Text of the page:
These changes, well illustrated by the quality of recent vintages, are prompting some to suggest that Viñedo Chadwick has taken on the mantle of Chile’s greatest Cabernet. Critics’ ratings appear to bear this out, most notably two 100-point scores for the 2014 and 2017 from James Suckling, the first time any Chilean wine had secured a perfect score and an excuse for a celebratory event at the estate. ‘It was a special lunch for family, friends, journalists and distributors – a very happy, momentous and emotional day,’ says Magui. ‘My father gave a great speech about Alfonso, the wine and its history. But the most magical moment for me was the end of his speech, when he presented a bottle of the 2014 Viñedo Chadwick to my grandmother, Patricia. We still have it on video.’
For me, it is the most romantic story in the world – because of my father and grandfather. It connects our family in a profound way
Today, the estate is primarily a working vineyard, with the house no longer occupied by the family. Instead, the Chadwicks use it for private parties and events – both Magui and her sister Pepa were married there, with Viñedo Chadwick proudly poured for guests. ‘It’s such a unique place for all our family because it connects us in such a profound way,’ adds Magui. ‘And for me personally, it is the most romantic story in the world, because of my grandfather and father.’
Fine wine devotees can visit Viñedo Chadwick’s birthplace in Puente Alto (by appointment only). There, you can see the impeccably farmed vineyard and the polo goal, standing tall as a powerful reminder of its past. The private house remains off limits, but the family has created two bespoke rooms to document the remarkable events that surround this wine: one is devoted to the life and sporting career of Alfonso, showcasing photos and memorabilia from his polo days; the other recounts and celebrates the dramatic events of the Berlin tasting that propelled Viñedo Chadwick to instant stardom and changed the trajectory of Chilean fine wine.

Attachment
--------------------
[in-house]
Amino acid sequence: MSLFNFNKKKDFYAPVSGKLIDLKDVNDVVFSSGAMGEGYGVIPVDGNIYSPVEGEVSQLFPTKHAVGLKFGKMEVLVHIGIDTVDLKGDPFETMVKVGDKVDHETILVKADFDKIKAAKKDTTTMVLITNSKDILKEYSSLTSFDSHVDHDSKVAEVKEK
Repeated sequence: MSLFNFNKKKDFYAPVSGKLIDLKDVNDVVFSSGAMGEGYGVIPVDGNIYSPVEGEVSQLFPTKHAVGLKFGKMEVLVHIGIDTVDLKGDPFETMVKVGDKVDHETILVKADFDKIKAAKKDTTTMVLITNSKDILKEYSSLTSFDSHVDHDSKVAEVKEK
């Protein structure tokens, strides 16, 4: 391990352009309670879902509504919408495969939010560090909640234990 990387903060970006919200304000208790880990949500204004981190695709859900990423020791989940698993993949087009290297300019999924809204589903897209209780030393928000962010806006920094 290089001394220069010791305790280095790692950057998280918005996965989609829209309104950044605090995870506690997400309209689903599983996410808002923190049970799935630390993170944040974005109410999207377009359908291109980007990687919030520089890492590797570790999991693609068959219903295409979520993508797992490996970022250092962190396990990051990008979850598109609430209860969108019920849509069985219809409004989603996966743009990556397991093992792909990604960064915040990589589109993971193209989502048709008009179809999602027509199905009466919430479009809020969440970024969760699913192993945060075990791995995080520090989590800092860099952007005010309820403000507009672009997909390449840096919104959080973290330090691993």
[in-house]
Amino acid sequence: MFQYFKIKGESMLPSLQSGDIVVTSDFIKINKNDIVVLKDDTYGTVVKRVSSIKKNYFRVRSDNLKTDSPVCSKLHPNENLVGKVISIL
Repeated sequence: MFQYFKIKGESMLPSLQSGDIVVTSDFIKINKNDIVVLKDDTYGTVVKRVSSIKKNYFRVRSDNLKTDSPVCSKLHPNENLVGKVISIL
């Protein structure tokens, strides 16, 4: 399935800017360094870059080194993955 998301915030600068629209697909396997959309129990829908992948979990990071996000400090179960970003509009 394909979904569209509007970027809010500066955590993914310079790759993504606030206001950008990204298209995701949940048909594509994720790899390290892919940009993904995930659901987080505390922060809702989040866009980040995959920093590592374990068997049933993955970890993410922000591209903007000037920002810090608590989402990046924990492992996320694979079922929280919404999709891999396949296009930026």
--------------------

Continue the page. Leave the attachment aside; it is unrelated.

By anyone’s standards, that’s quite a statement and legacy – especially for a wine that didn’t exist less than a quarter of a century ago. ‘Without question, this wine holds a special place in our family’s heart because of its birthplace, how it came about and what happened at the Berlin tasting,’ says Magui. ‘It’s a story that I never tire of telling.’